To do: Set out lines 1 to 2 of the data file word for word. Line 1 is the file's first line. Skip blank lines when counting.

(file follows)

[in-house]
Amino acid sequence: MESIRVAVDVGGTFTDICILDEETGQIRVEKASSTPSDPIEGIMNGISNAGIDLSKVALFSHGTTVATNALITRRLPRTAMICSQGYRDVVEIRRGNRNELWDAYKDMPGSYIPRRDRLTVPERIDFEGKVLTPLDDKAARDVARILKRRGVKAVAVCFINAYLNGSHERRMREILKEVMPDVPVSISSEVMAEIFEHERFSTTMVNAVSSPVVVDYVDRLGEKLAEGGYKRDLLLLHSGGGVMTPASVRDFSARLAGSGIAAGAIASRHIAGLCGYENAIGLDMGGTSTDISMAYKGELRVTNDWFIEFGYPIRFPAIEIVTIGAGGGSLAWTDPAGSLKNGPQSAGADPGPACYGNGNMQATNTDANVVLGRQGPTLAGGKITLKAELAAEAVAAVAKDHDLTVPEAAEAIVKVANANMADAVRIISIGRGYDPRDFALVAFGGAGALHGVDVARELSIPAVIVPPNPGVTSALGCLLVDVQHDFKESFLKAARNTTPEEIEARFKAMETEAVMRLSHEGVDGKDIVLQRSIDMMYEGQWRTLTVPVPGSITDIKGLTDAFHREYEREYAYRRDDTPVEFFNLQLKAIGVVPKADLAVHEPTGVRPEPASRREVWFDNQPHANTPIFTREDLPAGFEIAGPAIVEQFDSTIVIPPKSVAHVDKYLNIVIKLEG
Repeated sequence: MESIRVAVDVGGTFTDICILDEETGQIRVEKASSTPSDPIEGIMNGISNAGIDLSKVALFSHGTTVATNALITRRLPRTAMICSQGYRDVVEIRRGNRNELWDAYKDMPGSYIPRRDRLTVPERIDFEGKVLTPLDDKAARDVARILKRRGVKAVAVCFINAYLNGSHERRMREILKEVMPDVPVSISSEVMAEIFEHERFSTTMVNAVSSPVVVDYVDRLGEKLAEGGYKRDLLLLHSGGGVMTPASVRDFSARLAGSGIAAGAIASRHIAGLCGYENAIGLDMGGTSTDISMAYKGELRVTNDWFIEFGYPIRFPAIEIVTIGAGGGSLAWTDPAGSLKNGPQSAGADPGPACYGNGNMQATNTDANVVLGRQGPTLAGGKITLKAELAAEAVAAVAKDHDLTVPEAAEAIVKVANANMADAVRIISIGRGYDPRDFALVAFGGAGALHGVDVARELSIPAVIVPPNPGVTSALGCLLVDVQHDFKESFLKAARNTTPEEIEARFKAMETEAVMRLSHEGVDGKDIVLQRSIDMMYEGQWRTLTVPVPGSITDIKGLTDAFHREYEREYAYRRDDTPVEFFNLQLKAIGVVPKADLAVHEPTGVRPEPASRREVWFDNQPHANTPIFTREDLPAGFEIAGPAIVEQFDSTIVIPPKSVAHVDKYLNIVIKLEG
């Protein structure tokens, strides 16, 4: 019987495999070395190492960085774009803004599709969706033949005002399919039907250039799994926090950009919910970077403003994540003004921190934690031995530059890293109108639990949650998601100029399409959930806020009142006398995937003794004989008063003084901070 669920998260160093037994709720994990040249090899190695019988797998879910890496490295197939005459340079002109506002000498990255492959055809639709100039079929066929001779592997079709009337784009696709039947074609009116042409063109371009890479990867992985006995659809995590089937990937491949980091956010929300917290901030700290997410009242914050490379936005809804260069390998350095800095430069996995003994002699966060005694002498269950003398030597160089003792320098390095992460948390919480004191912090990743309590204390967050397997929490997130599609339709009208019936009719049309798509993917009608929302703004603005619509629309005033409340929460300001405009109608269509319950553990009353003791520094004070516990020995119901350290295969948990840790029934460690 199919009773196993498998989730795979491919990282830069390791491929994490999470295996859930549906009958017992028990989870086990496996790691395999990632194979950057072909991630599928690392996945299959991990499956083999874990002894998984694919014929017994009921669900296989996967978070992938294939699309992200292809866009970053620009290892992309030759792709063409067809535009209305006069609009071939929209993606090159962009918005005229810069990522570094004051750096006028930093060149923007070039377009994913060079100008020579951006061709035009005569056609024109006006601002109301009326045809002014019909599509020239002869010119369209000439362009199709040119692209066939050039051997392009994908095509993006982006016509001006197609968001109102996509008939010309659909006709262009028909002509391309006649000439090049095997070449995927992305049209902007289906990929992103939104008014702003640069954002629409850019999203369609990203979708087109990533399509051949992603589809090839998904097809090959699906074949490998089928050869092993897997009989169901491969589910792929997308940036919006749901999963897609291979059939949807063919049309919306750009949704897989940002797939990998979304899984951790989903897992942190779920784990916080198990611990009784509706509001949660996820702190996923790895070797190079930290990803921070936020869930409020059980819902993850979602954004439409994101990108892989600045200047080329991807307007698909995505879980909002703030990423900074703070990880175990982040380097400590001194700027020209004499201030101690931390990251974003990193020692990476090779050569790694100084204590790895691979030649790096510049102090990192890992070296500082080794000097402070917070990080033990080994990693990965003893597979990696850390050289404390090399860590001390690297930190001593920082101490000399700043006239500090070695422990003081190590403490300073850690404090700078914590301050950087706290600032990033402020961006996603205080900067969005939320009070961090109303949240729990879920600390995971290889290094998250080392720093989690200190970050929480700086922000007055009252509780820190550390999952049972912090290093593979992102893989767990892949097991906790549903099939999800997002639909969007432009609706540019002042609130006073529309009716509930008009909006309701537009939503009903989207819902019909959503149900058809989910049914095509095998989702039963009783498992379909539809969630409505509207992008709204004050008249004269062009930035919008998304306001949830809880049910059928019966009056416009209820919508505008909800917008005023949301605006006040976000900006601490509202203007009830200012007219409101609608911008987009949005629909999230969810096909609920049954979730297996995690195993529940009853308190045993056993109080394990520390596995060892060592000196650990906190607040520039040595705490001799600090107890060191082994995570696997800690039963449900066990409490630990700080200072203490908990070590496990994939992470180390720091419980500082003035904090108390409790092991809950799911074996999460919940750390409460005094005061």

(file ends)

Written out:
[in-house]
Amino acid sequence: MESIRVAVDVGGTFTDICILDEETGQIRVEKASSTPSDPIEGIMNGISNAGIDLSKVALFSHGTTVATNALITRRLPRTAMICSQGYRDVVEIRRGNRNELWDAYKDMPGSYIPRRDRLTVPERIDFEGKVLTPLDDKAARDVARILKRRGVKAVAVCFINAYLNGSHERRMREILKEVMPDVPVSISSEVMAEIFEHERFSTTMVNAVSSPVVVDYVDRLGEKLAEGGYKRDLLLLHSGGGVMTPASVRDFSARLAGSGIAAGAIASRHIAGLCGYENAIGLDMGGTSTDISMAYKGELRVTNDWFIEFGYPIRFPAIEIVTIGAGGGSLAWTDPAGSLKNGPQSAGADPGPACYGNGNMQATNTDANVVLGRQGPTLAGGKITLKAELAAEAVAAVAKDHDLTVPEAAEAIVKVANANMADAVRIISIGRGYDPRDFALVAFGGAGALHGVDVARELSIPAVIVPPNPGVTSALGCLLVDVQHDFKESFLKAARNTTPEEIEARFKAMETEAVMRLSHEGVDGKDIVLQRSIDMMYEGQWRTLTVPVPGSITDIKGLTDAFHREYEREYAYRRDDTPVEFFNLQLKAIGVVPKADLAVHEPTGVRPEPASRREVWFDNQPHANTPIFTREDLPAGFEIAGPAIVEQFDSTIVIPPKSVAHVDKYLNIVIKLEG